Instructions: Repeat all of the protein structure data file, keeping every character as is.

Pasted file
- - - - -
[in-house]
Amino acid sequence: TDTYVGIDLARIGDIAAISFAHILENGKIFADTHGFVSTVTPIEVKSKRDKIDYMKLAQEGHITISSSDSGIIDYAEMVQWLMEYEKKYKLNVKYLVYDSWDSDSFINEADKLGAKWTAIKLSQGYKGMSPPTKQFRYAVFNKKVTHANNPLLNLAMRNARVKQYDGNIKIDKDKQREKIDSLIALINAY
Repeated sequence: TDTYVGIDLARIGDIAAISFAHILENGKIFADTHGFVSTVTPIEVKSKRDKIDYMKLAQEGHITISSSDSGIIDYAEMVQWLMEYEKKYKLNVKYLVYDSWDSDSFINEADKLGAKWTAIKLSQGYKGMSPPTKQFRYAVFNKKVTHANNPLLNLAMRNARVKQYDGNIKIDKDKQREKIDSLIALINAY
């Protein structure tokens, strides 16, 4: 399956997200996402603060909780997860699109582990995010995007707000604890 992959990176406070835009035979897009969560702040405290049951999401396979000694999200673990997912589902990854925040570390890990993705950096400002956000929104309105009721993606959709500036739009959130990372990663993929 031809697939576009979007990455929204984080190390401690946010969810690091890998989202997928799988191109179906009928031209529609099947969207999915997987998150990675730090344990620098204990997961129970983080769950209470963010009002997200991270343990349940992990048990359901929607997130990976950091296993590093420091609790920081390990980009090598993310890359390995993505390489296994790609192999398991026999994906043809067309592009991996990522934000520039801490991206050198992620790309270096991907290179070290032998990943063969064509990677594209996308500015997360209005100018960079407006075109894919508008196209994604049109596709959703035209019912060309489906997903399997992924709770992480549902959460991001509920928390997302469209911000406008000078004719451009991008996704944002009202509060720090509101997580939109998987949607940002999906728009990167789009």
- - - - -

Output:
[in-house]
Amino acid sequence: TDTYVGIDLARIGDIAAISFAHILENGKIFADTHGFVSTVTPIEVKSKRDKIDYMKLAQEGHITISSSDSGIIDYAEMVQWLMEYEKKYKLNVKYLVYDSWDSDSFINEADKLGAKWTAIKLSQGYKGMSPPTKQFRYAVFNKKVTHANNPLLNLAMRNARVKQYDGNIKIDKDKQREKIDSLIALINAY
Repeated sequence: TDTYVGIDLARIGDIAAISFAHILENGKIFADTHGFVSTVTPIEVKSKRDKIDYMKLAQEGHITISSSDSGIIDYAEMVQWLMEYEKKYKLNVKYLVYDSWDSDSFINEADKLGAKWTAIKLSQGYKGMSPPTKQFRYAVFNKKVTHANNPLLNLAMRNARVKQYDGNIKIDKDKQREKIDSLIALINAY
């Protein structure tokens, strides 16, 4: 399956997200996402603060909780997860699109582990995010995007707000604890 992959990176406070835009035979897009969560702040405290049951999401396979000694999200673990997912589902990854925040570390890990993705950096400002956000929104309105009721993606959709500036739009959130990372990663993929 031809697939576009979007990455929204984080190390401690946010969810690091890998989202997928799988191109179906009928031209529609099947969207999915997987998150990675730090344990620098204990997961129970983080769950209470963010009002997200991270343990349940992990048990359901929607997130990976950091296993590093420091609790920081390990980009090598993310890359390995993505390489296994790609192999398991026999994906043809067309592009991996990522934000520039801490991206050198992620790309270096991907290179070290032998990943063969064509990677594209996308500015997360209005100018960079407006075109894919508008196209994604049109596709959703035209019912060309489906997903399997992924709770992480549902959460991001509920928390997302469209911000406008000078004719451009991008996704944002009202509060720090509101997580939109998987949607940002999906728009990167789009």